"The iron's in the fire now!" he thought to himself as he watched his
giddy prey on her way home.



When Theodose reached home he found, waiting for him on the landing, a
personage who is, as it were, the submarine current of this history;
he will be found within it like some buried church on which has risen
the facade of a palace. The sight of this man, who, after vainly
ringing at la Peyrade's door, was now trying that of Dutocq, made the
Provencal barrister tremble--but secretly, within himself, not
betraying externally his inward emotion. This man was Cerizet, whom
Dutocq had mentioned to Thuillier as his copying-clerk.

Cerizet was only thirty-eight years old, but he looked a man of fifty,
so aged had he become from causes which age all men. His hairless head
had a yellow skull, ill-covered by a rusty, discolored wig; the mask
of his face, pale, flabby, and unnaturally rough, seemed the more
horrible because the nose was eaten away, though not sufficiently to
admit of its being replaced by a false one. From the spring of this
nose at the forehead, down to the nostrils, it remained as nature had
made it; but disease, after gnawing away the sides near the
extremities, had left two holes of fantastic shape, which vitiated
pronunciation and hampered speech. The eyes, originally handsome, but
weakened by misery of all kinds and by sleepless nights, were red
around the edges, and deeply sunken; the glance of those eyes, when
the soul sent into them an expression of malignancy, would have
frightened both judges and criminals, or any others whom nothing
usually affrights.

The mouth, toothless except for a few black fangs, was threatening;
the saliva made a foam within it, which did not, however, pass the
pale thin lips. Cerizet, a short man, less spare than shrunken,
endeavored to remedy the defects of his person by his clothes, and
although his garments were not those of opulence, he kept them in a
condition of neatness which may even have increased his forlorn
appearance. Everything about him seemed dubious; his age, his nose,
his glance inspired doubt. It was impossible to know if he were
thirty-eight or sixty; if his faded blue trousers, which fitted him
well, were of a coming or a past fashion. His boots, worn at the
heels, but scrupulously blacked, resoled for the third time, and very
choice, originally, may have trodden in their day a ministerial
carpet. The frock coat, soaked by many a down-pour, with its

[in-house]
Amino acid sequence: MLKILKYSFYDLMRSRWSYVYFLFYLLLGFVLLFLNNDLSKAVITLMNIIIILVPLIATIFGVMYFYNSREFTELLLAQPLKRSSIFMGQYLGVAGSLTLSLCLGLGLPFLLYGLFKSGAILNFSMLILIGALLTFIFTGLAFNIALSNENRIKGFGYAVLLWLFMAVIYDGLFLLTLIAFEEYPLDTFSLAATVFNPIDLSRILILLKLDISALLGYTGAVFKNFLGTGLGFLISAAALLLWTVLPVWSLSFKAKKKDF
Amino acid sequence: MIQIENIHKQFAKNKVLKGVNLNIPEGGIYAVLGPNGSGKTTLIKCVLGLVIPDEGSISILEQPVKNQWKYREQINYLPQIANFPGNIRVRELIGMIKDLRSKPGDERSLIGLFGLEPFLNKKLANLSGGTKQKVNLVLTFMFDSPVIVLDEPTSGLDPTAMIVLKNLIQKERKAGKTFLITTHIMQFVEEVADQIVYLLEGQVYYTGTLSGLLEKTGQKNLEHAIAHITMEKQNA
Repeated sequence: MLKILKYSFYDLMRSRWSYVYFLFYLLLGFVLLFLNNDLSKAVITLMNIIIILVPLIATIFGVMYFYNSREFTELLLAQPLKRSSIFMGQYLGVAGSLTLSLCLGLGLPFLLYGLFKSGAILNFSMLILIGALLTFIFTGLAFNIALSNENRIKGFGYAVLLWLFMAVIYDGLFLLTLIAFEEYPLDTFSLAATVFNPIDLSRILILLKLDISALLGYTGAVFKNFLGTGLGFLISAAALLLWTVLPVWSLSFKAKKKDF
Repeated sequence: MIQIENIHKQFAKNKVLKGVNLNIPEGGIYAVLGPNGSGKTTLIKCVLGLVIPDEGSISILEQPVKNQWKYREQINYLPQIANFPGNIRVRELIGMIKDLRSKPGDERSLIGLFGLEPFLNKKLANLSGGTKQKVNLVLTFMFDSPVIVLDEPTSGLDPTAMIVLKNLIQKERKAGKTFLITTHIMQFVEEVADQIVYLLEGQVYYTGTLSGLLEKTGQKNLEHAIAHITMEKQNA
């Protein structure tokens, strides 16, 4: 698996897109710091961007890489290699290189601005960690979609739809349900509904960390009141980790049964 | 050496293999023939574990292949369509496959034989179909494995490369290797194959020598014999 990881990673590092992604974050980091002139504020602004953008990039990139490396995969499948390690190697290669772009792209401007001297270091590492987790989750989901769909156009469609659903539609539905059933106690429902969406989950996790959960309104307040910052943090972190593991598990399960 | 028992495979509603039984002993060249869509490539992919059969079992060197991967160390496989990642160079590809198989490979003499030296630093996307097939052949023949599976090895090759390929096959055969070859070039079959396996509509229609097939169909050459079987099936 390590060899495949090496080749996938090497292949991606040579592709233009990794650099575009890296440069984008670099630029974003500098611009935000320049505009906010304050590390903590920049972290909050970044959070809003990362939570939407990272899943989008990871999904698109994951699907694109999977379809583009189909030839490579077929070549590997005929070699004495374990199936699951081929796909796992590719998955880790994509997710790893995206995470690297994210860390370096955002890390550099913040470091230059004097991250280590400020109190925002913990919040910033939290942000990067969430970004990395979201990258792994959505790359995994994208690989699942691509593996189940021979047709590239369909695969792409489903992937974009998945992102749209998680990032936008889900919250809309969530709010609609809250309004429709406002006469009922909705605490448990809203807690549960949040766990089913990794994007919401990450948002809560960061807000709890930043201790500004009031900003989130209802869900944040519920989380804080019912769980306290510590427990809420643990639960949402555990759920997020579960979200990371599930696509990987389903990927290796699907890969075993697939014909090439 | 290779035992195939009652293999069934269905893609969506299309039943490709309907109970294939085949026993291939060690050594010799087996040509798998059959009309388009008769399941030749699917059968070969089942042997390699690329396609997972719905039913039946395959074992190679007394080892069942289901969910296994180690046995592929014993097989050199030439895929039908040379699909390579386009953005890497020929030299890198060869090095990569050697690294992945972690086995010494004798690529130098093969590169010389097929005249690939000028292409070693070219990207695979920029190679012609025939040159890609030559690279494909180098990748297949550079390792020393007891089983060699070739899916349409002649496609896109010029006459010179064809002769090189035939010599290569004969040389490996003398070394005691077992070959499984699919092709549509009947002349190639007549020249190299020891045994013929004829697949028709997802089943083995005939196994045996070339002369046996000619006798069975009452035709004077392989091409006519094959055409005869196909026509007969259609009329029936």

brandebourgs, the frogs of which were indiscreet enough to show their
skeletons, testified by its cut to departed elegance. The satin stock-
cravat fortunately concealed the shirt, but the tongue of the buckle
behind the neck had frayed the satin, which was re-satined, that is,
re-polished, by a species of oil distilled from the wig. In the days
of its youth the waistcoat was not, of course, without freshness, but
it was one of those waistcoats, bought for four francs, which come
from the hooks of the ready-made clothing dealer. All these things
were carefully brushed, and so was the shiny and misshapen hat. They
harmonized with each other, even to the black gloves which covered the
hands of this subaltern Mephistopheles, whose whole anterior life may
be summed up in a single phrase:--

He was an artist in evil, with whom, from the first, evil had
succeeded; a man misled by these early successes to continue the
plotting of infamous deeds within the lines of strict legality.
Becoming the head of a printing-office by betraying his master [see
"Lost Illusions"], he had afterwards been condemned to imprisonment as
editor of a liberal newspaper. In the provinces, under the
Restoration, he became the bete noire of the government, and was
called "that unfortunate Cerizet" by some, as people spoke of "the
unfortunate Chauvet" and "the heroic Mercier." He owed to this
reputation of persecuted patriotism a place as sub-prefect in 1830.
Six months later he was dismissed; but he insisted that he was judged
without being heard; and he made so much talk about it that, under the
ministry of Casimir Perier, he became the editor of an anti-republican
newspaper in the pay of the government. He left that position to go
into business, one phase of which was the most nefarious stock-company
that ever fell into the hands of the correctional police. Cerizet
proudly accepted the severe sentence he received; declaring it to be a
revengeful plot on the part of the republicans, who, he said, would
never forgive him for the hard blows he had dealt them in his journal.
He spent the time of his imprisonment in a hospital. The government by
this time were ashamed of a man whose almost infamous habits and
shameful business transactions, carried on in company with a former
banker, named Claparon, led him at last into well-deserved public

Cerizet, thus fallen, step by step, to the lowest rung of the social
ladder, had recourse to pity in order to obtain the place of copying
clerk in Dutocq's office. In the depths of his wretchedness the man
still dreamed of revenge, and, as he had nothing to lose, he employed
all means to that end. Dutocq and himself were bound together in
depravity. Cerizet was to Dutocq what the hound is the huntsman.